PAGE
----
Christmas is an exciting time. There are lights and trees and ornaments. There are movies and plays – manger scenes and big celebrations. There is food…oh wow, is there food! It’s a big time for many of us. We are celebrating many things in our country and around our world, but for those of us today, we celebrate the birth of Jesus. I’m grateful for the celebration – but Jesus’ birth was not quite the same type of celebration. It was quite ordinary. There really wasn’t anything all that remarkable. If anything, it was as ordinary as ordinary can be. We think of it as anything but ordinary, but as Luke explains, the events were typical and quite unimpressive. That is, it was an odd birthday.
Luke 2:4-7 – Luke tells this as if it is unremarkable. They are being taxed – that was stinky even back then. They are away from home and apparently Joseph was either not a great planner or a man short on funds and influence. Can you imagine how that conversation with Mary must have gone – “no, I don’t have a place for you to sleep – yes, I know you are very, very pregnant – no, I don’t have any way to get us a better place – yes, I have learned my lesson by not getting here earlier and asking for directions so we could have had a better place to stay – yes, dear, I get it, I messed up.” In his defense, it couldn’t have been easy to travel with a woman who was 9 months pregnant – can you imagine how many times they had to stop for her to go to the bathroom? Now, I don’t know how it all went but we do know they end up wherever they could sleep for the night. The baby was born among the animals. Mary wrapped him up as any new mother would do – the best she could. It is told as if it just happened. Boom – a baby was born. No big deal. Except this was a big deal. This was a huge deal. This was a life changing deal. But it was as if no one knew about it. God kept it under wraps – or hay as it seems. The story doesn’t end there, though. Actually, the story has just begun.
Luke 2:8-20 – All of a sudden, Luke takes a turn. He takes the scene from watching Mary and Joseph to a place on a hillside with shepherds. The most common, ordinary folks with an all but ordinary experience. There are angels, there is singing, and there are messages to go. All of the things we would expect with God’s Son being born. It is the shepherds who get the message. And they are the ones who show up. They get to experience the gift. They get to see the baby. They bring a message of reassurance to a new mother and father who are in a very different place than they would have thought or planned. None of this was in their plans as they had discussed marriage and kids.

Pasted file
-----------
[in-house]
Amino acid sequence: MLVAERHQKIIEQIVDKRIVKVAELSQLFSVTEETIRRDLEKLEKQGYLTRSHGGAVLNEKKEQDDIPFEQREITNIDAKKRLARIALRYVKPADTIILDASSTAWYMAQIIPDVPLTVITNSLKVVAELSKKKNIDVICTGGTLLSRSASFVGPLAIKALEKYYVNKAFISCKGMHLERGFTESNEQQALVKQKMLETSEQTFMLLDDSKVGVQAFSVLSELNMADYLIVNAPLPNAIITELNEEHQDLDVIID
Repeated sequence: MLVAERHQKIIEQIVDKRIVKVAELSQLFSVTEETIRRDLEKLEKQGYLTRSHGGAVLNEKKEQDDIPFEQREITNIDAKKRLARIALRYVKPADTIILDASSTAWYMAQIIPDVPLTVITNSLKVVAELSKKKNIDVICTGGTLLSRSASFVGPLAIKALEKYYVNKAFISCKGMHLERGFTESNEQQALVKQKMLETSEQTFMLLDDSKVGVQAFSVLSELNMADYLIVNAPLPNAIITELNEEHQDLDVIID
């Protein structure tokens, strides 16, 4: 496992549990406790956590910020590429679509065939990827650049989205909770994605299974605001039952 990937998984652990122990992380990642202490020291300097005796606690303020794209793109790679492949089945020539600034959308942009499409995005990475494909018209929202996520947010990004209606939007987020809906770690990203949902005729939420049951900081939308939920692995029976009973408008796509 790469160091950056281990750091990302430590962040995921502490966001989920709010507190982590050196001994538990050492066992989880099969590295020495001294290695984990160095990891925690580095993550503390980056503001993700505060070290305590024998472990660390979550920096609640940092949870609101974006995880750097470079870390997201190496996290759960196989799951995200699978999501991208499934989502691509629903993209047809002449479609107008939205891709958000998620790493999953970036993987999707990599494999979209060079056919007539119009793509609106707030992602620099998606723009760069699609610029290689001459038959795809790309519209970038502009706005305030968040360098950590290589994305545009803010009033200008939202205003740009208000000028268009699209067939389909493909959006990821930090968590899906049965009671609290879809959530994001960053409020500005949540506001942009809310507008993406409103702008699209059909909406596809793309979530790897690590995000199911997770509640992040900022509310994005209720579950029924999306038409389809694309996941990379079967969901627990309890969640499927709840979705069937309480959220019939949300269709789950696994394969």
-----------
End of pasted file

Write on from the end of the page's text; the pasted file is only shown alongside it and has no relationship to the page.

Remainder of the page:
What’s missing from the story? I want to know – Where are the parades and the processionals? Where are the lights, the fireworks, the royal announcements? Jesus is born – doesn’t anyone else get it? The place is so packed that Mary and Joseph don’t get a spot. There are so many people around. There are people who pass by. Yet, no one really gets it. A woman has a baby – well, that’s fairly ordinary. That’s actually an extraordinary miracle we have made ordinary because, for us, we lose the miraculous when there are approximately 256 births per minute in the world. Birth is a part of the life cycle. So we often miss the miracle of it all. A young woman and her beloved are gathered just like everyone else and she has a baby – okay, so what? Did no one get the significance? Did everyone just pass by?
We do know of a few who got it. But it wasn’t from the royalty. It wasn’t the religious elite. It wasn’t those who just knew they had the Messiah’s coming all figured out. They were on the watch and it happened right in front of them. They missed it. It was, instead, those who were willing to listen and see. It was those who were open to a message that was very different than they had ever imagined. It was those who had willing hearts and open minds to approach a lowly stable to find a baby that would be the Messiah. God chose shepherds because shepherds were willing to pay attention. They were open to the miracle of God. They had not decided what God could do and how God would do it. They had not already placed God in the nice, neat box of their own narrow minds. They were not the most educated or the most wealthy. They did not have the same knowledge as the religious leaders – those trained to tell people what to do to be holy. They were common. But the trait I see is they were willing.